The world has frozen over and the train speeds on.
This is the setting of “Snowpiercer” where a cataclysmic event in the near future has caused the world to enter a second ice age and the only survivors are those aboard a train that never stops. Class warfare rages up and down through the cars as the oppressed tail section riders attempt to overthrow the domineering upper class that live in the front of the train. This, however, does not even begin to explain the movie but to explain any more would be doing a great disservice to the surprises that Korean director Joon-ho Bong has in store for audiences. This is tough movie to pin down in terms of tone as the film expertly dances between social commentary, surreal science fiction, and pitch black humor but it works thanks to the stellar cast. Chris Evans, of Captain America fame, ditches the shield in exchange for dark eyed determination as he leads the revolution and gives the film a deeply human center as he paints a portrait of man on the brink of losing his humanity. Opposite him stands Tilda Swinton, disguised behind outrageous glasses and dentures, as an upper class elitist in charge of keeping the tail section passengers in their place. The absurd nature of a story about an everlasting train is deftly balanced by the performances of the ensemble cast; all the main characters are given layers and twists to subvert audiences’ initial perceptions and background characters are given enough charisma and detail to make you wish you could spend more time among the train’s passengers. The cars of the train themselves are important characters as the revolution rises from the squalor of the last car, through gardens and nightclubs, to the fabled engine car at the front of the train; rarely has such attention to detail and importance been given to a film’s setting.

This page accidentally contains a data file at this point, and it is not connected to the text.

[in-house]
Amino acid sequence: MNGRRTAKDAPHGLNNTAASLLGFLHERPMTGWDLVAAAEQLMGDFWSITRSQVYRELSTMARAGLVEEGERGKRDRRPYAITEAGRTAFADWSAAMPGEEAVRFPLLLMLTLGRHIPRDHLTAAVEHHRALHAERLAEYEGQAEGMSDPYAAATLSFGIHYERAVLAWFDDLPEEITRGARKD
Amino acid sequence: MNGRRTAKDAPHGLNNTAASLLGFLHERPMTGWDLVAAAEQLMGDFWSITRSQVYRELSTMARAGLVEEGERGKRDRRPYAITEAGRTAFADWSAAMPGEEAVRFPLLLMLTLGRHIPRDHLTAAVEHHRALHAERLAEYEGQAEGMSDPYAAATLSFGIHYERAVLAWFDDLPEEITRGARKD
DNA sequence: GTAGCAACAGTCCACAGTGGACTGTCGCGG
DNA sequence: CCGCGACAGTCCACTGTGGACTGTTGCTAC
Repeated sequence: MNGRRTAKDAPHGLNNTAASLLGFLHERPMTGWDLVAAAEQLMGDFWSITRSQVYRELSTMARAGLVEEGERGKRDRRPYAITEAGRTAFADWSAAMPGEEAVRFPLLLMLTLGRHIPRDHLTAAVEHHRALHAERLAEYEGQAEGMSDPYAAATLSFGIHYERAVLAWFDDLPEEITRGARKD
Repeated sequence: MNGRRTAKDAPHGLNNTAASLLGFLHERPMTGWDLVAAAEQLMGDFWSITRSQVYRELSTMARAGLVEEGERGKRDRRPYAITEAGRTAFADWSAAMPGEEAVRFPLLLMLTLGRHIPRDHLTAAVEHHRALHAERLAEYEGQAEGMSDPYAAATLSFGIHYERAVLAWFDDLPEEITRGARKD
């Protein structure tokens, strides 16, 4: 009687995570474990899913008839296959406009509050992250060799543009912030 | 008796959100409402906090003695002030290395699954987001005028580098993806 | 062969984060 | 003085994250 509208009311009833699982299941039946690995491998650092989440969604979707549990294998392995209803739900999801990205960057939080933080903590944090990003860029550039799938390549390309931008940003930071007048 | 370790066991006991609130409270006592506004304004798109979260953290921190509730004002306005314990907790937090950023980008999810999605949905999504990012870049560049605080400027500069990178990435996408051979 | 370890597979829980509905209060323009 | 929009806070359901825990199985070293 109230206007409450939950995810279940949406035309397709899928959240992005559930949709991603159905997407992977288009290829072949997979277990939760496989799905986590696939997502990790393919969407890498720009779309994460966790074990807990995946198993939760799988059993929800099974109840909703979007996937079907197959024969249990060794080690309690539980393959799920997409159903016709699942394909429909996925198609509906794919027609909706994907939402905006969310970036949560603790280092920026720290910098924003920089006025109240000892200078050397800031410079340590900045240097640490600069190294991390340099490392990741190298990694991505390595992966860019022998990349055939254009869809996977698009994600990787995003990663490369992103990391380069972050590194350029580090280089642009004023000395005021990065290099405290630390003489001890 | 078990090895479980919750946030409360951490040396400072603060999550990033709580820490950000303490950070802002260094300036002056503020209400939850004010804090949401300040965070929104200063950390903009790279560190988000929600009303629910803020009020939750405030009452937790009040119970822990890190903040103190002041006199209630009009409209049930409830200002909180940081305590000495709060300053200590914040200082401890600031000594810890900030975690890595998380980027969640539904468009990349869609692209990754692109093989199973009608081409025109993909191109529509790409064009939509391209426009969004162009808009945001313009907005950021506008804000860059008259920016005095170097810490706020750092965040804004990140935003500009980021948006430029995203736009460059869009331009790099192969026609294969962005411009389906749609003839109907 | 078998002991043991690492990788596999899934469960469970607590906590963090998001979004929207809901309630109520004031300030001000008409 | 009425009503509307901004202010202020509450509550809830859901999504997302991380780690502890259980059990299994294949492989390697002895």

This is a movie that respects the viewer’s intelligence, the rarest of blockbuster traits, and enough can not be said about this as it trusts the audience with the story by not spoon feeding us information nor cramming the social commentary down our throats. The world of the movie has been meticulously crafted and filmed as evident from little things such as how the camera shakes during the chaos and uncertainty at the start of the uprising and then steadies as Chris Evens’s Curtis becomes more determined; everything in the film has purpose. If you are looking for a movie that is the complete opposite of the soulless excess of “Transformers” then this is it; “Snowpiercer” is one of the most original and engaging science fiction films you will ever see and is out now in select theaters.